On April 17, 1989, CNBC made its humble debut. Twenty-five years later, it is a recognized leader in business news across multiple platforms.» Read More
Today is CNBC's 25th anniversary. There have been a lot of great moments in the network's history. Here are just a few.
It's been a year since Jim Cramer's famous rant about the "know nothing" Fed. Here it is, uncut.
CNBC's Rick Santelli and the traders on the floor of the CME Group express outrage over the notion they may have to pay their neighbor's mortgage, particularly if they bought far more house than they could actually afford, with Jason Roney, Sharmac Capital.
In this clip from the March 10, 2009 edition of CNBC's Squawk on the Street, the late Mark Haines tells Erin Burnett, "I think we're at a bottom. I really do." As the credit crisis continued to swirl, the Dow had closed the day before at 6,547.05, a staggering 54 percent plunge from its all-time closing high above 14,000 in October of 2007. It was "going out on a limb" at the time, but has proved to be one of the best market calls ever heard on CNBC. March 9 turned out to be the bear market closing low. In the three years since Mark's call, the Dow has almost doubled.
Voice over talent Jim Birdsall, makes his CNBC television debut on "Squawk Box" and discusses his other gigs with Wal-Mart and the NFL.
These are the people who have had the greatest influence, who caused the most disruption in business over the past 25 years.
CNBC's Tyler Mathisen reviews the list of CNBC 25 contenders who did not make the cut for the most influential business leaders.
Wal-Mart, the World Wide Web and fracking. CNBC readers say the men behind these game changers should be on the most influential list.
The landscape for mortgage financing is already shifting. Experts predict big changes over the next 25 years—not all of them consumer-friendly.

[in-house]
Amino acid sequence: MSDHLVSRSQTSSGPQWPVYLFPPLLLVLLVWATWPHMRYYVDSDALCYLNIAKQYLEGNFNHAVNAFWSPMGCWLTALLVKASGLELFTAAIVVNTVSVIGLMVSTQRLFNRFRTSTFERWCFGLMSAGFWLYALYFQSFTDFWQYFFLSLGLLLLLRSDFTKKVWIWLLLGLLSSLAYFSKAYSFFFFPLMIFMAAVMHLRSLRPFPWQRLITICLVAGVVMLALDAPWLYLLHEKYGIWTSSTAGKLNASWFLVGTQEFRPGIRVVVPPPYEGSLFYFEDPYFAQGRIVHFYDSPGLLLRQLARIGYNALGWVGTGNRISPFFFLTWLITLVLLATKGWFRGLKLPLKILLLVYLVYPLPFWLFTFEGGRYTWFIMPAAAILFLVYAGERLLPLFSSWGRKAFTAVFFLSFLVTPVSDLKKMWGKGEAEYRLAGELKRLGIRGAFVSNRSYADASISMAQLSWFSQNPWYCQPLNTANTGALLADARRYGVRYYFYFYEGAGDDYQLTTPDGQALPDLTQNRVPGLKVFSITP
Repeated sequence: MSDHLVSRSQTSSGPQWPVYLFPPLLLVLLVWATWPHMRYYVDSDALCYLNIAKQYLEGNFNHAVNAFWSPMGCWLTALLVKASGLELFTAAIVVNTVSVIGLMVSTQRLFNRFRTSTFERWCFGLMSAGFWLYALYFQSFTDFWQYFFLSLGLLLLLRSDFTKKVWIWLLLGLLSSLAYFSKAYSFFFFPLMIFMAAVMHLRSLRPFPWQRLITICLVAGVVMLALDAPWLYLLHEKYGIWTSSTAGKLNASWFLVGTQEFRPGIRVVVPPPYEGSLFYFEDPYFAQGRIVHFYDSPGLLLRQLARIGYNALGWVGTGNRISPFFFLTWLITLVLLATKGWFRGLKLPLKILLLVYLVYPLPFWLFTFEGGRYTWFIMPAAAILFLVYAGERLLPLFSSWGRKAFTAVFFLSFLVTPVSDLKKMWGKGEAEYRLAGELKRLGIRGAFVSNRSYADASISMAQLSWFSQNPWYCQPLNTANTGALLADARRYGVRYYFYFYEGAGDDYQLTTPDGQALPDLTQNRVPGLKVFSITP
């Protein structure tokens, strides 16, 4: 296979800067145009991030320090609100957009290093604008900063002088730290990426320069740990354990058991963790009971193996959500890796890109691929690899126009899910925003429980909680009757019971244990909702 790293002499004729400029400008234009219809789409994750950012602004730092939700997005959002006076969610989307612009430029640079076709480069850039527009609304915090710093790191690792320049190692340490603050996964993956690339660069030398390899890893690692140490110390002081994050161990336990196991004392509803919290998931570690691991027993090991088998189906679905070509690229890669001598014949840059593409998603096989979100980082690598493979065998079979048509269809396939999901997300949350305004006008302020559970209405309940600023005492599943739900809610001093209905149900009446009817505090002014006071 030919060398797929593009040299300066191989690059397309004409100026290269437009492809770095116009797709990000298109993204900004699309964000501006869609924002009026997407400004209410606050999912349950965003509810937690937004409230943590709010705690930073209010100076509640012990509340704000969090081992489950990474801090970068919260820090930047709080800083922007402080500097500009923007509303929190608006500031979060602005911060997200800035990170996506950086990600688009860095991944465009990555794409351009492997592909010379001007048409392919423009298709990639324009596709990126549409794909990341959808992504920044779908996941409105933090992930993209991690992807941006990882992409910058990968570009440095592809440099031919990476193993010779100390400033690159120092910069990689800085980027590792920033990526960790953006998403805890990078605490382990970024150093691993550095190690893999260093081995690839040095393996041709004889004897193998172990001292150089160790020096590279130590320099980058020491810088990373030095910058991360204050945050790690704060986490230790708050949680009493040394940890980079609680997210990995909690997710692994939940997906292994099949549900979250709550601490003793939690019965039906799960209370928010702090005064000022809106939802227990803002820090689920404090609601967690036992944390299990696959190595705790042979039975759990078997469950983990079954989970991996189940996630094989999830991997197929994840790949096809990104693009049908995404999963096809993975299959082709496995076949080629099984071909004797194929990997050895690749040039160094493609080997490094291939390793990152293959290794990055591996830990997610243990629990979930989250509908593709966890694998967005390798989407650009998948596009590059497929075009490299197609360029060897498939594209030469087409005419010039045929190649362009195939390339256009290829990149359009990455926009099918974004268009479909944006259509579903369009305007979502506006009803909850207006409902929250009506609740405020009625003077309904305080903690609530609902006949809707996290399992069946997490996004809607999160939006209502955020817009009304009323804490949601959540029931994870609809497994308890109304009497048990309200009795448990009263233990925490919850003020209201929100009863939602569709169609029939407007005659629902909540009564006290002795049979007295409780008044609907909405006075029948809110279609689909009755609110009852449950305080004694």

Today's top designers are testing the boundaries of imagination, transforming ultrasmall spaces into marvels of microminimalist home design.
The "tiny house movement," once considered merely an architectural component to a downsized life, is becoming a solution to end chronic homelessness.
Overdevelopment in the real estate sector has Chinese leaders working against a collapse.
Smart technology has already enabled home owners to control utilities, temperature, even security from handheld devices. Here's what's next.
The neighborhoods of 2039 will be more environmentally friendly, with energy efficient amenities and people living closer to their jobs.
The death of shopping malls and the rise of smart buildings are some ways the real estate landscape will change by 2039. Here's a glimpse of tomorrow.
Looking for a long-term real estate investment with great upside potential? Farmland is appreciating at a record pace as the world population booms.
CNBC's Tyler Mathisen speaks to Magic Johnson about his focus on urban consumers and his business influences.
What will the global real estate market look like in 2039? Senior executives at some of the world's largest investment firms weigh in.
CNBC's Diana Olick looks ahead 25 years at how climate change will influence city planners and change the basic infrastructure of how cities are built.
CNBC's Diana Olick reports online shopping has hit brick and mortar stores hard. Olick provides insight on the impact to office space and warehouses.